Abortion Beyond Bounds Conference Opens Discussion on Access to Reproductive Health Care

Dr. Dan Grossman (left), Laia Abril (center), Nina Liss-Shultz (right), speakers at the McGill “Abortion Beyond Bounds” Conference on October 12. Photo by Frédéric Lam.

From October 10 to October 12, the McGill “Abortion Beyond Bounds” conference took place at various locations across campus. The conference was a series of expert panels and discussions on abortion access and self-managed abortion (SMA), both in Canada and across the world.

The conference was a joint effort by students and professors at McGill, and some key coordinators included Dr. Alanna Thain, the Director of the Institute for Gender, Sexuality and Feminist studies; Professor Kelly Gordon, in the Department of Political Science whose research focuses on abortion rights and reproductive justice; Dr. Jennifer Fishman, an Associate Professor in bioethics and a researcher in reproductive health, and Rebecca Lewis, a post-doc working with Dr. Fishman.

Abortion was fully legalized in Canada in 1988, a little over ten years after the momentous Canadian Supreme Court Case decriminalizing abortion. The case involved Dr. Henry Morgentaler, who was criminally charged and imprisoned for performing over 5000 abortions, despite abortion being a crime. He challenged the illegality of abortion at the Supreme Court three times in 1975, 1988, and 1993, though he was unsuccessful in proving that the laws banning abortion violated the Canadian Bill of Rights.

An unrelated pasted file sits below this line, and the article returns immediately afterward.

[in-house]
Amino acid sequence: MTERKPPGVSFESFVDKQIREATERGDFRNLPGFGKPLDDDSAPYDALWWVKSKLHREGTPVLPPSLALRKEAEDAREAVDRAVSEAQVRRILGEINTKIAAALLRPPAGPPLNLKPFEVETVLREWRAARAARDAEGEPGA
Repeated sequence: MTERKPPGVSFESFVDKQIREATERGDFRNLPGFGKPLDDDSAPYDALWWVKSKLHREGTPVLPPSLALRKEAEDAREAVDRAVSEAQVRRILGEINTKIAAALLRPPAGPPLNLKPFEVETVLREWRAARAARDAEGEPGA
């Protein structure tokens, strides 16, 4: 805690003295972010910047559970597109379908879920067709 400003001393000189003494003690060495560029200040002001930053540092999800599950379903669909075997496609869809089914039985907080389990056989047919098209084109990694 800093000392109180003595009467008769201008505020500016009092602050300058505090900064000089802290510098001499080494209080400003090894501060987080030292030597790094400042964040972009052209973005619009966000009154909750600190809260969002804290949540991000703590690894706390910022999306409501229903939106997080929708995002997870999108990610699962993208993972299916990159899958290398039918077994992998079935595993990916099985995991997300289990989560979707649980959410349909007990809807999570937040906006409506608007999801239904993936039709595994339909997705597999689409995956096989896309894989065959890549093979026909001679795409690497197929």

In 1988, after the passing of the Canadian Charter of Rights, the Supreme Court ruling was yet again challenged by Morgentaler. In 1975 it was to violate section 7 of the Charter, which guarantees the right of all people, including women, to have security of the person (i.e. right to privacy and bodily autonomy), thereby legalizing abortion throughout Canada.

In 1993, Morgentaler also successfully challenged the provincial attempts to ban abortion clinics. However, today only about 17% of hospitals in Canada offer abortion services in a clinical setting.

McGill students were among the first to wrote about this topic, publishing popular handbooks on contraception almost twenty years before abortion was legalized in Canada. In 1967, the McGill Student Council gave seminars on contraception, opened a birth control clinic, and spread The Birth Control Handbook, long before birth control was even legal. Donna Cherniak, one of the original authors of the handbook, was also a speaker at the conference.